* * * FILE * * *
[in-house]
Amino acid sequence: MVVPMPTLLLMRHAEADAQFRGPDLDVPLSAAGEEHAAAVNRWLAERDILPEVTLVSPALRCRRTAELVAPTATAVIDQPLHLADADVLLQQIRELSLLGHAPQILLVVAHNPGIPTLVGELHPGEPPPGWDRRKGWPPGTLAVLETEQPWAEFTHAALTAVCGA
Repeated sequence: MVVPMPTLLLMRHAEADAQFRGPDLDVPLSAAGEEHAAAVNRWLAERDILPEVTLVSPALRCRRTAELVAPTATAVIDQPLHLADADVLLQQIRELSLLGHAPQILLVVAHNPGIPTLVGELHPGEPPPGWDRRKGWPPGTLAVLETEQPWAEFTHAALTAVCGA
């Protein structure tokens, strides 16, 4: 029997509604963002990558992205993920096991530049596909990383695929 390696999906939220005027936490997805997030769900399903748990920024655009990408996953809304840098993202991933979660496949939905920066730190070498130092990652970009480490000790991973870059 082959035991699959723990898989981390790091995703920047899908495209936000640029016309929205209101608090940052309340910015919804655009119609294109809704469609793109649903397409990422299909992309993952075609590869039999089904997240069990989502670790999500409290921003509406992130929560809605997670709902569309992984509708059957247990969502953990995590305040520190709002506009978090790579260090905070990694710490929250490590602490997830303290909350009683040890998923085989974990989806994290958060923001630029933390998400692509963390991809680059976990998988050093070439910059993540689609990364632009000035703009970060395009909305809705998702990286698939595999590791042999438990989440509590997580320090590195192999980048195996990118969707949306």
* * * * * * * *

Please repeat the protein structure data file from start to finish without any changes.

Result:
[in-house]
Amino acid sequence: MVVPMPTLLLMRHAEADAQFRGPDLDVPLSAAGEEHAAAVNRWLAERDILPEVTLVSPALRCRRTAELVAPTATAVIDQPLHLADADVLLQQIRELSLLGHAPQILLVVAHNPGIPTLVGELHPGEPPPGWDRRKGWPPGTLAVLETEQPWAEFTHAALTAVCGA
Repeated sequence: MVVPMPTLLLMRHAEADAQFRGPDLDVPLSAAGEEHAAAVNRWLAERDILPEVTLVSPALRCRRTAELVAPTATAVIDQPLHLADADVLLQQIRELSLLGHAPQILLVVAHNPGIPTLVGELHPGEPPPGWDRRKGWPPGTLAVLETEQPWAEFTHAALTAVCGA
């Protein structure tokens, strides 16, 4: 029997509604963002990558992205993920096991530049596909990383695929 390696999906939220005027936490997805997030769900399903748990920024655009990408996953809304840098993202991933979660496949939905920066730190070498130092990652970009480490000790991973870059 082959035991699959723990898989981390790091995703920047899908495209936000640029016309929205209101608090940052309340910015919804655009119609294109809704469609793109649903397409990422299909992309993952075609590869039999089904997240069990989502670790999500409290921003509406992130929560809605997670709902569309992984509708059957247990969502953990995590305040520190709002506009978090790579260090905070990694710490929250490590602490997830303290909350009683040890998923085989974990989806994290958060923001630029933390998400692509963390991809680059976990998988050093070439910059993540689609990364632009000035703009970060395009909305809705998702990286698939595999590791042999438990989440509590997580320090590195192999980048195996990118969707949306």